A chest x ray takes pictures of the structures inside your chest, such as your heart, lungs, and blood vessels. This test can show whether your heart is enlarged, you have fluid in your lungs, or you have lung disease.

BNP Blood Test

This test checks the level of a hormone in your blood called BNP. The level of this hormone rises during heart failure.

Echocardiography

Echocardiography (echo) uses sound waves to create a moving picture of your heart. The test shows the size and shape of your heart and how well your heart chambers and valves work.

Echo also can identify areas of poor blood flow to the heart, areas of heart muscle that aren’t contracting normally, and heart muscle damage caused by lack of blood flow.

Echo might be done before and after a stress test (see below). A stress echo can show how well blood is flowing through your heart. The test also can show how well your heart pumps blood when it beats.

Doppler Ultrasound

A Doppler ultrasound uses sound waves to measure the speed and direction of blood flow. This test often is done with echo to give a more complete picture of blood flow to the heart and lungs.

Doctors often use Doppler ultrasound to help diagnose right-side heart failure.

Holter Monitor

A Holter monitor records your heart’s electrical activity for a full 24- or 48-hour period, while you go about your normal daily routine.

You wear small patches called electrodes on your chest. Wires connect the patches to a small, portable recorder. The recorder can be clipped to a belt, kept in a pocket, or hung around your neck.

Nuclear Heart Scan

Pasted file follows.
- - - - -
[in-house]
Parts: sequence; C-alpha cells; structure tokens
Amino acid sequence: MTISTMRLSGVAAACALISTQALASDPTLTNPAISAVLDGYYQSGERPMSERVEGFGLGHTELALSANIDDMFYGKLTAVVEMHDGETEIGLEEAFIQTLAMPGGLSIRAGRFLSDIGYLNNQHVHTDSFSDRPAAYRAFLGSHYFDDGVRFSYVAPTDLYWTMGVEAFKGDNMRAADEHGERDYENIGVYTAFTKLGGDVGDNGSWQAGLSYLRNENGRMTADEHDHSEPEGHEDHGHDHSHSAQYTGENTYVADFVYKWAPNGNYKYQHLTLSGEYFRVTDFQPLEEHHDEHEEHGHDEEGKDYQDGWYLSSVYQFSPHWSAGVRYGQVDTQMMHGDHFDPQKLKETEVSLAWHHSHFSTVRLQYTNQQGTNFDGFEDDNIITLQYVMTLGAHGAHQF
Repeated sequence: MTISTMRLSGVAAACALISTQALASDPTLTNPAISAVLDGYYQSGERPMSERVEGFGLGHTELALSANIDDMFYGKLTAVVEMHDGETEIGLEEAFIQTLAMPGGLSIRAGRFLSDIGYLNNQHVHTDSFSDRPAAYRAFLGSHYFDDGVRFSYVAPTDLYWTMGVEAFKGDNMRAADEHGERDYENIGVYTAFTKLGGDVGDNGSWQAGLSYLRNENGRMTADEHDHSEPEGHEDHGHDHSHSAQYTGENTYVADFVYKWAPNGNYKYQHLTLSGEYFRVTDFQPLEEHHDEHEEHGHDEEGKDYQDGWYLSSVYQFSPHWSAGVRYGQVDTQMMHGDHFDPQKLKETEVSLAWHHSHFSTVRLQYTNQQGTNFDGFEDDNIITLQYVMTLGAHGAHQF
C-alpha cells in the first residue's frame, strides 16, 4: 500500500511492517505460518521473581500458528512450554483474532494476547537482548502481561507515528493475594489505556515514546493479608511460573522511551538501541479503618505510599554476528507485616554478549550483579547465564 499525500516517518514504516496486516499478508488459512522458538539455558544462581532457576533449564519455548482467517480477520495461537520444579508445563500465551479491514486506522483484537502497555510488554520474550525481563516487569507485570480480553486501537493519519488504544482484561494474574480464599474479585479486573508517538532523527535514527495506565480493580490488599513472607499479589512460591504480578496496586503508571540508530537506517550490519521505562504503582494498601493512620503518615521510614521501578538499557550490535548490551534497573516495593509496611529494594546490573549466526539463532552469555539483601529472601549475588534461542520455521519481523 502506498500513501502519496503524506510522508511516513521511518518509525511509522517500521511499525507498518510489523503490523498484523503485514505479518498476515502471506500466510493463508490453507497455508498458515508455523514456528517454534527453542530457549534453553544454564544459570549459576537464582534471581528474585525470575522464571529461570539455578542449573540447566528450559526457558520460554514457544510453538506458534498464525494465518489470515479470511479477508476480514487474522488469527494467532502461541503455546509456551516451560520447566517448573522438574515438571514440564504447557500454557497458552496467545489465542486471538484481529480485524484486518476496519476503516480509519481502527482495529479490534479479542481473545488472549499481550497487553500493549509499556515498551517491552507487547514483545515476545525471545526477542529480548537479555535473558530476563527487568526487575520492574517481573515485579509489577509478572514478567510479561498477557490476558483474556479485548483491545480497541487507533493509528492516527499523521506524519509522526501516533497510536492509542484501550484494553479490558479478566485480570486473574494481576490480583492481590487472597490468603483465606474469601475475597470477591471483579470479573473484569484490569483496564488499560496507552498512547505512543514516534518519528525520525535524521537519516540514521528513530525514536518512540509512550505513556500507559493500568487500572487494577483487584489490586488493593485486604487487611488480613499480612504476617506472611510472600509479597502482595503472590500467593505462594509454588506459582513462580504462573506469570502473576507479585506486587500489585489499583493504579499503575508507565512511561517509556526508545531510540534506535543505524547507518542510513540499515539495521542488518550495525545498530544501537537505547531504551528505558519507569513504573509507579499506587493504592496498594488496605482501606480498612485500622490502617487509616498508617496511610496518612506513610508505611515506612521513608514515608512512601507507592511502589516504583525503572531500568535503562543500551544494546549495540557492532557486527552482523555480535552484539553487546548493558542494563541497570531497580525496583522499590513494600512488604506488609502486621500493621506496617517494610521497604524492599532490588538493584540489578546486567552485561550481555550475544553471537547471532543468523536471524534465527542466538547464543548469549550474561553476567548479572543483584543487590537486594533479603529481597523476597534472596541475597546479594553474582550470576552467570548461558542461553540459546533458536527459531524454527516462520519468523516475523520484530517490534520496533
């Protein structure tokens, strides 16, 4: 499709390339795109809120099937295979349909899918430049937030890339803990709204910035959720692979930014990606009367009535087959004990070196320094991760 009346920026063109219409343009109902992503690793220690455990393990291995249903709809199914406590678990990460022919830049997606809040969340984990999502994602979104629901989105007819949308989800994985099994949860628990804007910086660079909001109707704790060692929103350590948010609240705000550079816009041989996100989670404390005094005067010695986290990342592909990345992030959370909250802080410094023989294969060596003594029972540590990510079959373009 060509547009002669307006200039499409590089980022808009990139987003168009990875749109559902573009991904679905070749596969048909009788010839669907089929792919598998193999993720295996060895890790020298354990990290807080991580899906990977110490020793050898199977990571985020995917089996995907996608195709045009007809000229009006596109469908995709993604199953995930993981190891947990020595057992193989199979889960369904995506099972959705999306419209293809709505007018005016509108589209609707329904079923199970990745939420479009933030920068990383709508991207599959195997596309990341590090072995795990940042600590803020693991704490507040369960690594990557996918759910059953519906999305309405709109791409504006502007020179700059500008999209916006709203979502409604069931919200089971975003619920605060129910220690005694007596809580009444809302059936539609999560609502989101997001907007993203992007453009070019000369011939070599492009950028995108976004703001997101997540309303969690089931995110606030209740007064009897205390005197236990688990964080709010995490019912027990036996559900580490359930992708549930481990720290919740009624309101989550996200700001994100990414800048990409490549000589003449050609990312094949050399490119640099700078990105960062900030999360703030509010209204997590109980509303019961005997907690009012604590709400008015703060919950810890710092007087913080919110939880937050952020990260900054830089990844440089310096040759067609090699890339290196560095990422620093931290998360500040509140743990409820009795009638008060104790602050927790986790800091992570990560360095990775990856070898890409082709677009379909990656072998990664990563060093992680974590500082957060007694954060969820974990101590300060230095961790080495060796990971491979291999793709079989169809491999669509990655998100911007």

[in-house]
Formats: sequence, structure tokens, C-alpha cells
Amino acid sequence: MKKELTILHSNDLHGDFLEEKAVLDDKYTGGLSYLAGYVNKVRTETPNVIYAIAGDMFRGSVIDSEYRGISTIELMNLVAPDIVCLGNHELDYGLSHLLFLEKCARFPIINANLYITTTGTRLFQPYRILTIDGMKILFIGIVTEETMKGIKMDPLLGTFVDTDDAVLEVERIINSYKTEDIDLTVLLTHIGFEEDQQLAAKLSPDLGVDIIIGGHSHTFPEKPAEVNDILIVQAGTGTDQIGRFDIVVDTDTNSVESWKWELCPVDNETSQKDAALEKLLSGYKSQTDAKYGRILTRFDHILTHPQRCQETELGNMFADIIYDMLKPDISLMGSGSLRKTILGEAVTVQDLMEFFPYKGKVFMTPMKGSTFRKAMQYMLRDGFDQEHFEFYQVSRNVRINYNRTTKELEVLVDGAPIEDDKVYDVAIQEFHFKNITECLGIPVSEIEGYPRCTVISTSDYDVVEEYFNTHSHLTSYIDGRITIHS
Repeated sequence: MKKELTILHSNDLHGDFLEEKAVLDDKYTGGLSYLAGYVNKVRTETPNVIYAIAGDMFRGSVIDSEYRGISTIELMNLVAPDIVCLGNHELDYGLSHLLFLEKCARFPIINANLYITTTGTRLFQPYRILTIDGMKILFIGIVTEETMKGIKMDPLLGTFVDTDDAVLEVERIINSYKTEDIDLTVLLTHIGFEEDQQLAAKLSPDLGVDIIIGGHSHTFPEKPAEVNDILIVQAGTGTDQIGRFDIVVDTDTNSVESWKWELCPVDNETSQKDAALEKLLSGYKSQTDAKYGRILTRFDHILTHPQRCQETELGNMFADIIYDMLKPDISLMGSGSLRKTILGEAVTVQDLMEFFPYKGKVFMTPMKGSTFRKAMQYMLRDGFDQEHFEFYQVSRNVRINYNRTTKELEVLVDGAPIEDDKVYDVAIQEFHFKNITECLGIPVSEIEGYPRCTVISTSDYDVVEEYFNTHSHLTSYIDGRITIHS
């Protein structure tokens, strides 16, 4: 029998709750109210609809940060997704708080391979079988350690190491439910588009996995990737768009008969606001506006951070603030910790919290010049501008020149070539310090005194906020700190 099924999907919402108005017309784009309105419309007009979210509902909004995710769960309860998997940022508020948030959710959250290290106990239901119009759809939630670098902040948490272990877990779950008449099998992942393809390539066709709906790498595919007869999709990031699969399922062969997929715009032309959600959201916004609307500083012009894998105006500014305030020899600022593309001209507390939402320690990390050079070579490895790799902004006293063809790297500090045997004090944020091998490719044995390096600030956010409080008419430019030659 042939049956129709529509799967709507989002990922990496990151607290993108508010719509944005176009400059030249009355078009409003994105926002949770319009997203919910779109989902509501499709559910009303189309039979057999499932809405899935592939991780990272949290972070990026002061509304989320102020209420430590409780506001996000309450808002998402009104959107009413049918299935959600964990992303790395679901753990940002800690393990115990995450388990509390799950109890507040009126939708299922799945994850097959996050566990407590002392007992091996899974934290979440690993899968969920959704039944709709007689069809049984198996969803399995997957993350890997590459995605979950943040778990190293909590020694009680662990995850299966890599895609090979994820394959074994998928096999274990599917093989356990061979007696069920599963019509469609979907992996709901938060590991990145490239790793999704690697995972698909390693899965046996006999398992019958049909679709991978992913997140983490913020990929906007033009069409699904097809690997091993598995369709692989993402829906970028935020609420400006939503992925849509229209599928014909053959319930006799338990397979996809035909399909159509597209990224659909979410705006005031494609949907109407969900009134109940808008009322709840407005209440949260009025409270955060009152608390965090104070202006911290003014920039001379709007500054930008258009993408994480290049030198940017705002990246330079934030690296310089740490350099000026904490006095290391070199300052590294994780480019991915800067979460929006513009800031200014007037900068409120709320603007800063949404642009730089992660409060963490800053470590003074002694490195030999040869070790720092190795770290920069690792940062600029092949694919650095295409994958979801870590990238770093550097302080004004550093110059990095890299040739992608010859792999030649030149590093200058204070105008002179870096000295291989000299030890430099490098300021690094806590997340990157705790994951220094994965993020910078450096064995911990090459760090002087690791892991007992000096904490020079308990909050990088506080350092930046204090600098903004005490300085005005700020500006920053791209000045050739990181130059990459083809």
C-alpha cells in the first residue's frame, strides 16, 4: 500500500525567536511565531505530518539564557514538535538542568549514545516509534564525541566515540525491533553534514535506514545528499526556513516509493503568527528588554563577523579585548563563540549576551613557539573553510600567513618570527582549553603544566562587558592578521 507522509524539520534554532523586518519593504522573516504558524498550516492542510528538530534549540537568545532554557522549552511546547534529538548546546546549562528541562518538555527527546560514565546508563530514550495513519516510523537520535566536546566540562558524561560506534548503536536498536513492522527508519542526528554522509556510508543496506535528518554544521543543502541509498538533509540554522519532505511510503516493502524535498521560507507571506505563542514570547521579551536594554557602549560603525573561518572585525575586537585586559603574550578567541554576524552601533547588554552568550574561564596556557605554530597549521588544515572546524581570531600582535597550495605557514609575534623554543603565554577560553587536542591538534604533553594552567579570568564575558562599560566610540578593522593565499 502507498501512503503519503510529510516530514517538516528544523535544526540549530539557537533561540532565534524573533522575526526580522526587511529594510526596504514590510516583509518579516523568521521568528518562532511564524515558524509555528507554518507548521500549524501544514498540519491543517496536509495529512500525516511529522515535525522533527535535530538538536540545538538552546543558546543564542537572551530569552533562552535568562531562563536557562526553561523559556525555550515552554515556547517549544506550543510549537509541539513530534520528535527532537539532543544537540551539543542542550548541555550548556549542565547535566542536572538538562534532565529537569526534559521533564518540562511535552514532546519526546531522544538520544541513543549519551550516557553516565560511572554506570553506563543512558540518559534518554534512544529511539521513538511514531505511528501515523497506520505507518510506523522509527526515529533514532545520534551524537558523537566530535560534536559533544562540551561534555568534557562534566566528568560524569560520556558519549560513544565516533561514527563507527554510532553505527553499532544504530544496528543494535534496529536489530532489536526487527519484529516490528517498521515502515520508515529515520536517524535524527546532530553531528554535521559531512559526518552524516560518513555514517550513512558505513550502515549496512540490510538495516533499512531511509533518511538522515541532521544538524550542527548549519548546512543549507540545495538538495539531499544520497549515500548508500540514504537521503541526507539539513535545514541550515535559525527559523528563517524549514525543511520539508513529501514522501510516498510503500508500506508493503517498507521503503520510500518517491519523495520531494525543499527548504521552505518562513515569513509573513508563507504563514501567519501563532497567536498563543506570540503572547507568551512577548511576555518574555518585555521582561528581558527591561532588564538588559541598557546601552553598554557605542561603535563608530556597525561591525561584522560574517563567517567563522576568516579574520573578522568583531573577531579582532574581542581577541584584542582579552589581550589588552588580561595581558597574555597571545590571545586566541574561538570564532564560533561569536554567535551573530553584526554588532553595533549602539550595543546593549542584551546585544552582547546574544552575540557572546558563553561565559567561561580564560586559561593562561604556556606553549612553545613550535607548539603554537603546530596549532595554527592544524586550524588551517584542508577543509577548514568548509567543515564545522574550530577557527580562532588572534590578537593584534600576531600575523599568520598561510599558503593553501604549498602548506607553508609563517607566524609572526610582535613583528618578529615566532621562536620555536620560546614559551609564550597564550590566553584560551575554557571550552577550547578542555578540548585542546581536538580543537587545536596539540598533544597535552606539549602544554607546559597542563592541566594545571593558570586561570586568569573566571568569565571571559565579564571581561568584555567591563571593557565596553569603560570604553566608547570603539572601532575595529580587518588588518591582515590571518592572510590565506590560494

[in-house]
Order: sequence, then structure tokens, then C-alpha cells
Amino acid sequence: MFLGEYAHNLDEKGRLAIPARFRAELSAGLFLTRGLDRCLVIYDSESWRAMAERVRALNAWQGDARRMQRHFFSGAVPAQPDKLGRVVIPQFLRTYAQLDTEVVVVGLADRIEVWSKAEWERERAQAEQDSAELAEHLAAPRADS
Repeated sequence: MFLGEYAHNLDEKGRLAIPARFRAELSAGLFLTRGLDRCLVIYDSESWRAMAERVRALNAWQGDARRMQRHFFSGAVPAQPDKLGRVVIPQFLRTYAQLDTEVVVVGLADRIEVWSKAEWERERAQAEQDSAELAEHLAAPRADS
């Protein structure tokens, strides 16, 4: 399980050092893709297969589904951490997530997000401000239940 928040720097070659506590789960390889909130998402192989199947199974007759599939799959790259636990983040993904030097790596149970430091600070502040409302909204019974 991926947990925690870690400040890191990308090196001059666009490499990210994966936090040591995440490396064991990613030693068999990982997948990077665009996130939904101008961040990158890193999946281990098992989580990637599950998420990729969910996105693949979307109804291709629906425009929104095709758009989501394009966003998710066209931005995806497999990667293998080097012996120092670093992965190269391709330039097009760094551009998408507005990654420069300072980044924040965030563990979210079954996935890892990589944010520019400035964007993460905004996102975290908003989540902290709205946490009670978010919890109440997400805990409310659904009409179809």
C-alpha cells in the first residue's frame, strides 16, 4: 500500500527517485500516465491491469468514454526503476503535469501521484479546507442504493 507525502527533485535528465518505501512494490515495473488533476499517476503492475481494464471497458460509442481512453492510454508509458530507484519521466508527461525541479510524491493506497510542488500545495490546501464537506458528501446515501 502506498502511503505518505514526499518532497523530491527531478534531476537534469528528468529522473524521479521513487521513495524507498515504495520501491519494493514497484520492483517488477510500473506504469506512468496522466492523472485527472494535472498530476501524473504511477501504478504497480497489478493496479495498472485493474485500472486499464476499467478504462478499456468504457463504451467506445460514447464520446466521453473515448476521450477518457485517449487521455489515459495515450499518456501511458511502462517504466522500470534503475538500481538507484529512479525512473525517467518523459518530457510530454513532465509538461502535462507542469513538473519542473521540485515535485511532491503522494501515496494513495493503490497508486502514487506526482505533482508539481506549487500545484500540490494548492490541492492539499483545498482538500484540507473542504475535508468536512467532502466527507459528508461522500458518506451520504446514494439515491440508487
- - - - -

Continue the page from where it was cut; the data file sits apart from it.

A nuclear heart scan shows how well blood is flowing through your heart and how much blood is reaching your heart muscle.

During a nuclear heart scan, a safe, radioactive substance called a tracer is injected into your bloodstream through a vein. The tracer travels to your heart and releases energy. Special cameras outside of your body detect the energy and use it to create pictures of your heart.

A nuclear heart scan can show where the heart muscle is healthy and where it’s damaged.

A positron emission tomography (PET) scan is a type of nuclear heart scan. It shows the level of chemical activity in areas of your heart. This test can help your doctor see whether enough blood is flowing to these areas. A PET scan can show blood flow problems that other tests might not detect.

Cardiac Catheterization

During cardiac catheterization, a long, thin, flexible tube called a catheter is put into a blood vessel in your arm, groin (upper thigh), or neck and threaded to your heart. This allows your doctor to look inside your coronary (heart) arteries.

During this procedure, your doctor can check the pressure and blood flow in your heart chambers, collect blood samples, and use x rays to look at your coronary arteries.

Coronary Angiography

Coronary angiography usually is done with cardiac catheterization. A dye that can be seen on x ray is injected into your bloodstream through the tip of the catheter.

The dye allows your doctor to see the flow of blood to your heart muscle. Angiography also shows how well your heart is pumping.

Stress Test